SAN JOSE, Calif. Researchers are gaining traction in their efforts to beat a path to programming tomorrow's many-core microprocessors. In a Monday (August 24) session at the Hot Chips conference, three top labs will give what amounts to their first report cards on a task many have characterized as the most ambitious in the history of computer science.
Researchers at UC-Berkeley, University of Illinois and Stanford University have been at work for a little over a year with grants from Intel, Microsoft and a handful of other backers mainly from the PC industry. All three are forming ideas about the future of chips with dozens or hundreds of cores and coding prototype parallel software to harness them.
All sides see the need to rewrite today's software stack, starting with performance-hungry applications then plugging in new languages and runtime environments and rewriting or scraping traditional operating systems. They are already beginning to develop and test early versions of their code.
Work on hardware is in a more nascent stage. Most agree changes will focus on developing new memory structures, but fundamental debates about how to architect memory for many-core processors remain unresolved.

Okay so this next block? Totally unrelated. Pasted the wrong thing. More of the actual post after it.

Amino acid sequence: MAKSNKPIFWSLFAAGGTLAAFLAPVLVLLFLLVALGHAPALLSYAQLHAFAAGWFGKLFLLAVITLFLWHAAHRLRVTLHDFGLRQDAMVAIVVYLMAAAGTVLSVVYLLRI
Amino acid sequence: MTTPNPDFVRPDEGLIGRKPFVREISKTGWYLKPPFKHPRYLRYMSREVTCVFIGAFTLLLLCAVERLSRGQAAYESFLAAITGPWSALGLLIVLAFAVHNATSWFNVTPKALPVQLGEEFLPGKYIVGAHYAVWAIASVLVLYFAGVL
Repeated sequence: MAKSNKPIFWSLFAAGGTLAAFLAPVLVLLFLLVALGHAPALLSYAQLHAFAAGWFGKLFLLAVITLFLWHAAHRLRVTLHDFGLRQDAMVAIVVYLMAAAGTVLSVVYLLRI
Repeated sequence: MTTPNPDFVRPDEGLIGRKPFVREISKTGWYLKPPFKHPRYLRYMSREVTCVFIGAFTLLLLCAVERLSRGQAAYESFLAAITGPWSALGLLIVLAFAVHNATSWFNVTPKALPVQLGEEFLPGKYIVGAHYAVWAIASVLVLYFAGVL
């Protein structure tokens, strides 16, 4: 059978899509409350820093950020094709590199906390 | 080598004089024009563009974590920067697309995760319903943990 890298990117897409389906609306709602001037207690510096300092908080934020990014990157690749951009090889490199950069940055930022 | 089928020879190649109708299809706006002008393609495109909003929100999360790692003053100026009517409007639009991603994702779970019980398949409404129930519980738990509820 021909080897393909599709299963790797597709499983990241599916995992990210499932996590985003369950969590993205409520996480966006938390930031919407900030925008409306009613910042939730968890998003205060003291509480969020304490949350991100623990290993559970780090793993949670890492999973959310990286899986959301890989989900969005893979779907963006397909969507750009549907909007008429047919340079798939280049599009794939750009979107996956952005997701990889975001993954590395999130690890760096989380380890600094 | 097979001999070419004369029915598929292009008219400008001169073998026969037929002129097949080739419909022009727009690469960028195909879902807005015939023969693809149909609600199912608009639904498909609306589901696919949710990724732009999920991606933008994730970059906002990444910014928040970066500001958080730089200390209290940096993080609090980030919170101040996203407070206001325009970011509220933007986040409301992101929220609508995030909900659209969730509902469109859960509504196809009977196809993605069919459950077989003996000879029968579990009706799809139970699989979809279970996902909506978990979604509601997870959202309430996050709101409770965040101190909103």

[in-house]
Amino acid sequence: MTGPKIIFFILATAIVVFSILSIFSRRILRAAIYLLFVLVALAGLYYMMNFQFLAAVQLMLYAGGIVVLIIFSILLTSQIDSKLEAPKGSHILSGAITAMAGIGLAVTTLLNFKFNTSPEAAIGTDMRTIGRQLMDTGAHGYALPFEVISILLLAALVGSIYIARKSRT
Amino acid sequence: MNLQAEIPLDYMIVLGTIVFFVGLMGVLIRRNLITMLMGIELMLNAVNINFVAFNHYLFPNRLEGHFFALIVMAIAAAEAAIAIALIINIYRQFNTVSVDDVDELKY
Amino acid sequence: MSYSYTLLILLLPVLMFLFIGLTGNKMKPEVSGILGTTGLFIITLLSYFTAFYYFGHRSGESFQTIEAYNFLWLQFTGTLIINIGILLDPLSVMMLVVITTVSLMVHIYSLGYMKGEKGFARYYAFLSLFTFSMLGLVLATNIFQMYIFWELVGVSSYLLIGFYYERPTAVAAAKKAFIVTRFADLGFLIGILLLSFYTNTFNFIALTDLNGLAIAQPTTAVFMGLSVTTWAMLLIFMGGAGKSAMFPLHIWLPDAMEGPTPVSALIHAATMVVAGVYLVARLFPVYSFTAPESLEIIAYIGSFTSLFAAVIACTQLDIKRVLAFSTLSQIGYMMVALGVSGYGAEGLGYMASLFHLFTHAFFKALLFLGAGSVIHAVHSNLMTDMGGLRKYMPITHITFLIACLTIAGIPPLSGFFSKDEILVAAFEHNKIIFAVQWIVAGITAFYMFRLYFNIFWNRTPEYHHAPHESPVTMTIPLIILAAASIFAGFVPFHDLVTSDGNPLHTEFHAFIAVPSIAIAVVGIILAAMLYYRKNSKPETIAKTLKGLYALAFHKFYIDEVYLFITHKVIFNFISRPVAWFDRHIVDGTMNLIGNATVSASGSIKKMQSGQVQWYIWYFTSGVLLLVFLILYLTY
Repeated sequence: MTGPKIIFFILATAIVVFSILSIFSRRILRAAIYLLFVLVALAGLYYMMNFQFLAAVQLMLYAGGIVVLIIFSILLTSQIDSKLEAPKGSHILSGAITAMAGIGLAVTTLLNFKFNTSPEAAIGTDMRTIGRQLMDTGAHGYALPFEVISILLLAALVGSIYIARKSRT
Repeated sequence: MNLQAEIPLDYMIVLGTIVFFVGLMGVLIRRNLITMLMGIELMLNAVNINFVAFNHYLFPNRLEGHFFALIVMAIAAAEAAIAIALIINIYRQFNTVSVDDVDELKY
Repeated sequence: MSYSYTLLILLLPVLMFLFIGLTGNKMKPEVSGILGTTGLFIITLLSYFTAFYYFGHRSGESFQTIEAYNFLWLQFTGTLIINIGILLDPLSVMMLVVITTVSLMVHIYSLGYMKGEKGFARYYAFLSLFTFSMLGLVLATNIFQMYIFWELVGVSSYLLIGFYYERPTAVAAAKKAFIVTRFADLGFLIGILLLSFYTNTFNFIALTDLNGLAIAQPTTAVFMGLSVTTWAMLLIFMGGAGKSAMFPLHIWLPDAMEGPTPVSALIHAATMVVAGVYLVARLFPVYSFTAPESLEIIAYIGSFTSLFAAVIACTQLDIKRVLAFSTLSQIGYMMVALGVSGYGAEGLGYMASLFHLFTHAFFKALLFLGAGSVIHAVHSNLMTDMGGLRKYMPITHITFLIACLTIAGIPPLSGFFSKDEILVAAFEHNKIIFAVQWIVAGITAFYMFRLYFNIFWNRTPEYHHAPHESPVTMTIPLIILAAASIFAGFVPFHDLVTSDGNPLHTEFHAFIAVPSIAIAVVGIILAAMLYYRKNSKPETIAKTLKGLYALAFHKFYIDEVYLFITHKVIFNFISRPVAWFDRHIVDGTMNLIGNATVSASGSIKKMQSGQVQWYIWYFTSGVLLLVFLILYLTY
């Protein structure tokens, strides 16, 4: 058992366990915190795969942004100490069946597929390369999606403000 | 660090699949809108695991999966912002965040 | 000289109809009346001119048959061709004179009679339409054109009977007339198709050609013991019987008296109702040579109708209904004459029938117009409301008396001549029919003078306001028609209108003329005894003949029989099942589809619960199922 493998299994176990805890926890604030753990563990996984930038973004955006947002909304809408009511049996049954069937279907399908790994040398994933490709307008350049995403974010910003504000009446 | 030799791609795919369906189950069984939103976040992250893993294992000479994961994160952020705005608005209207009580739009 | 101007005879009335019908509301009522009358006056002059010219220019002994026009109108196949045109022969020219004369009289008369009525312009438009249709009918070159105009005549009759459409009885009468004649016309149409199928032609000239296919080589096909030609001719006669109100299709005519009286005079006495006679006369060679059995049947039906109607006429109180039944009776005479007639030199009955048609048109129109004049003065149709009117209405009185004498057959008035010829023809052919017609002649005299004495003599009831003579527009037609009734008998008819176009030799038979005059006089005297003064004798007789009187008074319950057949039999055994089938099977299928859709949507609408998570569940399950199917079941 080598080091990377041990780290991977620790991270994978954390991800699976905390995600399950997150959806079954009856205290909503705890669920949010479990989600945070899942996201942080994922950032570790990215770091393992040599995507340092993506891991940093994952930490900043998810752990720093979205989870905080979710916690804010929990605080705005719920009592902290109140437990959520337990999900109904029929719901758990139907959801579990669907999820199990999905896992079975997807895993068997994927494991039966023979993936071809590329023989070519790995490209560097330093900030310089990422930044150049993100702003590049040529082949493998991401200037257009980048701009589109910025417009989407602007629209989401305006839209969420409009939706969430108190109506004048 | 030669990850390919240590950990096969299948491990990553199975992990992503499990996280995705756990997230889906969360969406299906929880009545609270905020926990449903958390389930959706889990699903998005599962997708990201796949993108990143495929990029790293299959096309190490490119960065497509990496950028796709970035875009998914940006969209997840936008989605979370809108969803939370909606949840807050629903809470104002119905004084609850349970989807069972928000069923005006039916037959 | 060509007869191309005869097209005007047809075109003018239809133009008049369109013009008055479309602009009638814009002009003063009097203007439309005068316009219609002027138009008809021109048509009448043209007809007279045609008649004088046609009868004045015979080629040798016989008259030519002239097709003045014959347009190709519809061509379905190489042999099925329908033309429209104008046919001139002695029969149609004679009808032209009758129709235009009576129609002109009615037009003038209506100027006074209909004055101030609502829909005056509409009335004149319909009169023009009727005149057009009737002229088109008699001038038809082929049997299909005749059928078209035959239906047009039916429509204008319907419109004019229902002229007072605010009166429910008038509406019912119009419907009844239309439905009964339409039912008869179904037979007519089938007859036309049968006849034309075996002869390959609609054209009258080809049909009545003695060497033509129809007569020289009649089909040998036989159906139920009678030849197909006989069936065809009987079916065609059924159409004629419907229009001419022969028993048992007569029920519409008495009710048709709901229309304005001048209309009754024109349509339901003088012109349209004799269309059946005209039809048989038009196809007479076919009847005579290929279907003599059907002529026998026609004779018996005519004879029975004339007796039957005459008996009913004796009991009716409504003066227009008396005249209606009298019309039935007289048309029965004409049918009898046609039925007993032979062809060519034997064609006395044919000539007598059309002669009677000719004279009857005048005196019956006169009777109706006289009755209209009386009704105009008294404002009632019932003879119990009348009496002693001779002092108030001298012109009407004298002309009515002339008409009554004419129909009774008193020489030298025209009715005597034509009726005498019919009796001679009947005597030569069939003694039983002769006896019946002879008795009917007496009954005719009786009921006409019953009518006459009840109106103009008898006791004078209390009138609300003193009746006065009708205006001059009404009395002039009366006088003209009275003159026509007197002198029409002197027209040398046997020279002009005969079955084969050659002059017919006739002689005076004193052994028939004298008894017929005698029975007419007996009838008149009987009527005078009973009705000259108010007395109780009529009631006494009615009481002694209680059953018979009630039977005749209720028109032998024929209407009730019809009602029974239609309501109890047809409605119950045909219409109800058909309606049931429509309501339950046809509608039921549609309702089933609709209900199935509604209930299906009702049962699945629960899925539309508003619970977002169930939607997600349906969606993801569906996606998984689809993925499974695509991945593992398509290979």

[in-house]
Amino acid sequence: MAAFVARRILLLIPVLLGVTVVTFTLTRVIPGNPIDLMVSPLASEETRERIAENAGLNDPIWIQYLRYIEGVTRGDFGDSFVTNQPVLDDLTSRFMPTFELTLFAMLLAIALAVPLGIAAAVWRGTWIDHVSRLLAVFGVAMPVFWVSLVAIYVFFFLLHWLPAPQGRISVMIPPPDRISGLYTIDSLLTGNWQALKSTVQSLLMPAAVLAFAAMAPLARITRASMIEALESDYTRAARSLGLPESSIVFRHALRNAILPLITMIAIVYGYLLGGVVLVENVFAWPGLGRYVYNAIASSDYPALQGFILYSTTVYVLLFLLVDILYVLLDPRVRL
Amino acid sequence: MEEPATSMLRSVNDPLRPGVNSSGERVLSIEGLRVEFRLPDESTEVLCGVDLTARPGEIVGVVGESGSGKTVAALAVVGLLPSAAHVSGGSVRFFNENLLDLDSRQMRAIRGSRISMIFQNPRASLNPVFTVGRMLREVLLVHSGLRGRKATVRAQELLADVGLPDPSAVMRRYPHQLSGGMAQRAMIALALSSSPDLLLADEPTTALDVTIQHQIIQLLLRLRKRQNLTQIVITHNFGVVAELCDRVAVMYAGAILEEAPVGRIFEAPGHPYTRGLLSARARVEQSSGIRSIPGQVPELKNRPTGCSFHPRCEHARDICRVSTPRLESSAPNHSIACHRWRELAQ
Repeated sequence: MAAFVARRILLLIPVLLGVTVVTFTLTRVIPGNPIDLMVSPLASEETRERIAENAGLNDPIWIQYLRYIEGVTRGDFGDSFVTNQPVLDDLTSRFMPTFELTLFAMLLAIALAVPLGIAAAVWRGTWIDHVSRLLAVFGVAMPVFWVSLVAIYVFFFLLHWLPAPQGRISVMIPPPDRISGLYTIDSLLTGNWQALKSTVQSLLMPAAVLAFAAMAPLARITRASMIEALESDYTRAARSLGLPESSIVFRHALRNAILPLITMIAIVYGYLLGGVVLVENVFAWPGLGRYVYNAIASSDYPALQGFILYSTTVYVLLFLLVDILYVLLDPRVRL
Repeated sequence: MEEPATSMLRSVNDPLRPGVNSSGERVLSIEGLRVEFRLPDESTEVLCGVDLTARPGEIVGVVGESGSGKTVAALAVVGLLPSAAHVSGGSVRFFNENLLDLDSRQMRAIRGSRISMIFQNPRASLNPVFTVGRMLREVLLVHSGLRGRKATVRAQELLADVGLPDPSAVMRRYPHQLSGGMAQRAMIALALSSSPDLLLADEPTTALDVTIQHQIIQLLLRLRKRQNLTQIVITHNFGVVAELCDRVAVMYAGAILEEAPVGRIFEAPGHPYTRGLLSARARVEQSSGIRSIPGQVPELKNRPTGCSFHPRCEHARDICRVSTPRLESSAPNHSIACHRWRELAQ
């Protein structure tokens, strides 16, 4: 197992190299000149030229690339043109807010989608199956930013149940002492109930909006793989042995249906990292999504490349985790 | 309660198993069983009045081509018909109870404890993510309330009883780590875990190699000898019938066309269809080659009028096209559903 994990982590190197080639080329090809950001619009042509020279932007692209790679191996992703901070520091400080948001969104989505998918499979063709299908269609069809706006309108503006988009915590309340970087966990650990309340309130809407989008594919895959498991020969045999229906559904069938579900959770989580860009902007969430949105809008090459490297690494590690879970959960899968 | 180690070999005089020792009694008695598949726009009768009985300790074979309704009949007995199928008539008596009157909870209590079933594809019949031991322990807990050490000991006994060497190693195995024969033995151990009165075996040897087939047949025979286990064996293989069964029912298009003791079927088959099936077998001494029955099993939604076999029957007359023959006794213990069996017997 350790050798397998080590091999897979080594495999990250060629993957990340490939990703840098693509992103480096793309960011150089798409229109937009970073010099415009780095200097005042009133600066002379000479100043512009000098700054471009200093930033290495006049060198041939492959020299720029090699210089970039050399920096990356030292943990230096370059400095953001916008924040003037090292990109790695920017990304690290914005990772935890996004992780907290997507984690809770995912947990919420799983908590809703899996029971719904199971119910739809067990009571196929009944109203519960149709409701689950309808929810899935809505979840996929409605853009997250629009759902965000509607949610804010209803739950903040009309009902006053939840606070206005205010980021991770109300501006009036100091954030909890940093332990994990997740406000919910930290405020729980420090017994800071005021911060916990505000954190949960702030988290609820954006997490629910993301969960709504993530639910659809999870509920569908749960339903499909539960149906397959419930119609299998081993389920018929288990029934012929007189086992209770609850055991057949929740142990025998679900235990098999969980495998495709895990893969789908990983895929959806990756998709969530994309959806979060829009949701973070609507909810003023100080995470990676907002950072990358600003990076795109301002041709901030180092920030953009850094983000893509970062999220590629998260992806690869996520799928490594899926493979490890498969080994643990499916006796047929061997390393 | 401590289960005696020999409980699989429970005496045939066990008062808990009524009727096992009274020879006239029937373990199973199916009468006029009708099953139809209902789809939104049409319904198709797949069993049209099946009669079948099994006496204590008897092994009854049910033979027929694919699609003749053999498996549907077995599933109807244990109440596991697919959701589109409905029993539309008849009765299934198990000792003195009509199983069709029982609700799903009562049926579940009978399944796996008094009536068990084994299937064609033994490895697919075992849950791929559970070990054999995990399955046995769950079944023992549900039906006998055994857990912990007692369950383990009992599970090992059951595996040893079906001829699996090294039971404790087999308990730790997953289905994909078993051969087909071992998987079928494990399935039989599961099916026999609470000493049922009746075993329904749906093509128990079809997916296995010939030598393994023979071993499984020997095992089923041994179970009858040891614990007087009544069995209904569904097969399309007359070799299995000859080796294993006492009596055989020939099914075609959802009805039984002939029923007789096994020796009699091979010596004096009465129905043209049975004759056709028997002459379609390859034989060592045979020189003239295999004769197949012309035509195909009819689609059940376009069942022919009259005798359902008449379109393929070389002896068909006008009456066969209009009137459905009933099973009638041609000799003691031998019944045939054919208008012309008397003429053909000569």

"I think we've made significant strides," said Kunle Olukotun, director of the Pervasive Parallelism Lab at Stanford. "We had this vision and have started to fill in the pieces and it feels like the vision really in really coming to pass," he said.
The labs hope to be able to show "reasonably complete" parallel software stacks running on simulators or prototype hardware within one or two years when their grants are up for renewal. By the end of the five-year grants, they hope to have work that is solid enough to show a path for commercial use.
"We believe within four years we can show companies like Intel and Microsoft how they can make their offerings better support parallel programming," said Marc Snir, co-director of the Universal Parallel Computing Research Center (UPCRC) at the University of Illinois. "There is no silver bullet, but we hope we can make developing parallel software as easy as developing today's software," he said.
The industry expects processors with 64 cores or more will arrive by 2015, forcing the need for parallel software, said David Patterson of the Berkeley Parallel Lab. Although researchers have failed to create a useful parallel programming model in the past, he was upbeat that this time there is broad industry focus on solving the problem.